Why Reformers Fail
By Common Good
When people talk about “fixing government,” it sounds like apple pie. Yeah, Let’s Fix It! But what exactly does fixing government mean? Entrepreneur and free-thinker Peter Thiel, a Trump supporter, advanced the discussion in a recent Washington Post op-ed, when he stated that the Republican Party “must stand for effective government, not for giving up on government.” But the most specific he got was to call for “less bureaucracy and less rulemaking.” Fixing government, it seems, is a matter of degree — let’s cut some red tape.
On the left, Harvard public policy Prof. Elaine Kamarck is the reform gold standard. She led Al Gore’s “reinventing government” initiative and has a new a book, Why Presidents Fail And How They Can Succeed Again, which argues there should be much more attention paid to “implementation” of programs, with better systems and better management focused on results: “Like business leaders, political leaders fail when they can’t execute. And effective execution of a policy requires understanding the capacity of the modern federal government, a massive operation….” Mike Bloomberg has also given speeches calling for “better management” of the executive branch. For the progressive left, fixing government means being smarter and more business-like.
We have a different take: Government acts stupidly because no one — NO ONE — has authority to use common sense. The teacher can’t maintain order without slogging through a months-long “due process” hearing. The President can’t build new infrastructure because he doesn’t have the authority to say, “OK, that’s enough environmental review, lets make a decision.” Human judgment is indispensable to all human accomplishment. “Nothing that’s any good works by itself,” Edison noted. “You got to make the damn thing work.”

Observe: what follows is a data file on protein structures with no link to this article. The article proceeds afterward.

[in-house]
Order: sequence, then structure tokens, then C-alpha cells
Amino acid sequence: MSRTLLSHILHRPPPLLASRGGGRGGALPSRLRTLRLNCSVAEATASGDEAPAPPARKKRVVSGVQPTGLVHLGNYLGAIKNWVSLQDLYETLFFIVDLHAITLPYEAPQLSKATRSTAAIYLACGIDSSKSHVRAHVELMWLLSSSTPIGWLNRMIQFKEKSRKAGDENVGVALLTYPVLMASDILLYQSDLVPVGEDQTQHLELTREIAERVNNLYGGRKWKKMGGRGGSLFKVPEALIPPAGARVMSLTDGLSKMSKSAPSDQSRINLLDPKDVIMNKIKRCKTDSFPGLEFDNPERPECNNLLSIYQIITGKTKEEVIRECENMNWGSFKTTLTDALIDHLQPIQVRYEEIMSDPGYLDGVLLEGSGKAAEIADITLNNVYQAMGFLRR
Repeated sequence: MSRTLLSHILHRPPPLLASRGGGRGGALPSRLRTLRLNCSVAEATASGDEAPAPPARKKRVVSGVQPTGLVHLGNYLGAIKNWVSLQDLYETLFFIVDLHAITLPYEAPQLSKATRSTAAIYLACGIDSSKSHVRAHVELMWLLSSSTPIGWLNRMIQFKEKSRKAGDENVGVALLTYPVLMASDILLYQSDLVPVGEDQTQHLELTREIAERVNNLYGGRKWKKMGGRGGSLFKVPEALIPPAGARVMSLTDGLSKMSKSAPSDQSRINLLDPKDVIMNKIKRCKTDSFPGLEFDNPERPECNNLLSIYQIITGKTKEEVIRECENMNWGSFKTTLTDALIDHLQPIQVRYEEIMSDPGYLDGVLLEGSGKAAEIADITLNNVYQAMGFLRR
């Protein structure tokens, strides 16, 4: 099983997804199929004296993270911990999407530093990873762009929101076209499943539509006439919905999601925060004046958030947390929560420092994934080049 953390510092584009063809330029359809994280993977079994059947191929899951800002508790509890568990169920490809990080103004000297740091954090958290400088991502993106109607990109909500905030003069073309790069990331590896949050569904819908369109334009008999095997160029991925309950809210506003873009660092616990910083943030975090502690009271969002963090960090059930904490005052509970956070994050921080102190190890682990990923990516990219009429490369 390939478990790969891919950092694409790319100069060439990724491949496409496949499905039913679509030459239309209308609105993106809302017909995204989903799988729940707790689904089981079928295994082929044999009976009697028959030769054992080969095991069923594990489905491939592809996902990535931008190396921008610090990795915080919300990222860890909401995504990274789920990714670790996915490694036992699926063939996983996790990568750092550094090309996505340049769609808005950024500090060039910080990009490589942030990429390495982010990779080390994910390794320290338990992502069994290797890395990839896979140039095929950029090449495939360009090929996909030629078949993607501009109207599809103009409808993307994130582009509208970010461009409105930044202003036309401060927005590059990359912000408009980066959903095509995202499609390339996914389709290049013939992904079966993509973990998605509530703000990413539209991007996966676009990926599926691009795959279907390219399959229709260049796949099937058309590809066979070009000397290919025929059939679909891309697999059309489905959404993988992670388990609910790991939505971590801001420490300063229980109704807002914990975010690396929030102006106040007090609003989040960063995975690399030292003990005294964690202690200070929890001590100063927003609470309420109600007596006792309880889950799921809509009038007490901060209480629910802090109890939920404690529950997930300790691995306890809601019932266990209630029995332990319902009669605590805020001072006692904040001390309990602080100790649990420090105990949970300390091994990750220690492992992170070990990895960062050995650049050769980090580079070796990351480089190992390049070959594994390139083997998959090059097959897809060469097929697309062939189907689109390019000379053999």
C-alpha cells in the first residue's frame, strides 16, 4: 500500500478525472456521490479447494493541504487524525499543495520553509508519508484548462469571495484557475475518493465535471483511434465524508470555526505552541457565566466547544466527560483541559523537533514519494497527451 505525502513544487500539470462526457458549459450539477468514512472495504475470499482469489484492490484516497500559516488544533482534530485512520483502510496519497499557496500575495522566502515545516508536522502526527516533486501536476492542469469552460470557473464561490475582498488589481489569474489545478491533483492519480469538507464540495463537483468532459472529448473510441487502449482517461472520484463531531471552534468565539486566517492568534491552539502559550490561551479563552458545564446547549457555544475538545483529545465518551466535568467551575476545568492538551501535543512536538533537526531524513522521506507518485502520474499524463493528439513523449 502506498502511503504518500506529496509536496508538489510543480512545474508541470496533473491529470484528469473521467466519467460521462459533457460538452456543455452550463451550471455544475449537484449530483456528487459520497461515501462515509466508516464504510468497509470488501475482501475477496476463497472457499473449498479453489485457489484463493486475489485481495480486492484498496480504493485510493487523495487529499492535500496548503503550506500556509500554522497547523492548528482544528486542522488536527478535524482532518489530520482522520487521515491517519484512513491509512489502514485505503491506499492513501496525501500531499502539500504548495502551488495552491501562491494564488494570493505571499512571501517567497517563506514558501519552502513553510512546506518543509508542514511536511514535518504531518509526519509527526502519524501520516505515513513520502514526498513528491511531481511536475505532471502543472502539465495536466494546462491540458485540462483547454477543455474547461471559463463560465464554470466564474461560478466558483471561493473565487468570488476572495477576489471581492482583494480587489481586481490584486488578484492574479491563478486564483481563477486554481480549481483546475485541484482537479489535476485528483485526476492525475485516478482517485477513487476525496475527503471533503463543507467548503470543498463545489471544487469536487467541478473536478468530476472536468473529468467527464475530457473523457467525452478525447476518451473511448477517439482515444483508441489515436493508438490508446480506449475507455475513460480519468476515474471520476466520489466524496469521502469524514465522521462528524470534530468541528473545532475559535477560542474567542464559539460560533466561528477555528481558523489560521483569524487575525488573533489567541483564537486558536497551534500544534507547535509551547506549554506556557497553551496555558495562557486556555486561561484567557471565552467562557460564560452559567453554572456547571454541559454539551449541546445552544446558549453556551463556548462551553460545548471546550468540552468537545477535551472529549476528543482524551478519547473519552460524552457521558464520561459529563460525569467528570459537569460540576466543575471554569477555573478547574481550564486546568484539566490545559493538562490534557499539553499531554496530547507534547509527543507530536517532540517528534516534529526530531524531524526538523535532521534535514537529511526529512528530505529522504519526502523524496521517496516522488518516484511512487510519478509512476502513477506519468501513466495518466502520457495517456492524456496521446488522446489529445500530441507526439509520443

The endless, mindless failure of government is not caused merely by too much bureaucracy — it’s caused by the mutant governing philosophy that bureaucracy should replace human judgment. In contrast to the 15-page Constitution, we get the 950-page Volcker Rule. Modern government is based on a failed premise that law should tell humans how to do things. But law is supposed to be a framework for human responsibility, not a replacement for human responsibility.
WE WILL NEVER FIX GOVERNMENT UNTIL WE ABANDON THE CENTRAL PLANNING MODEL OF REGULATION. We must return to the Framer’s conception of a “Republic” in which officials act on their best judgment and are accountable for how they do. Of course law is vital — to set goals and governing principles, and hierarchies of accountability, and, sometimes specific rules, as with pollution limits. But when law tries to supplant human judgment, it fails. Life is too complicated to be governed by dense rulebooks. That’s the core flaw of modern government. Law can’t think. People on the spot must take responsibility to do what they think is right, and be accountable for how they do. Talking about “better management” and “less red tape” and “new systems” will do nothing without human authority to make necessary choices. What reformers need to talk about is putting humans in charge again.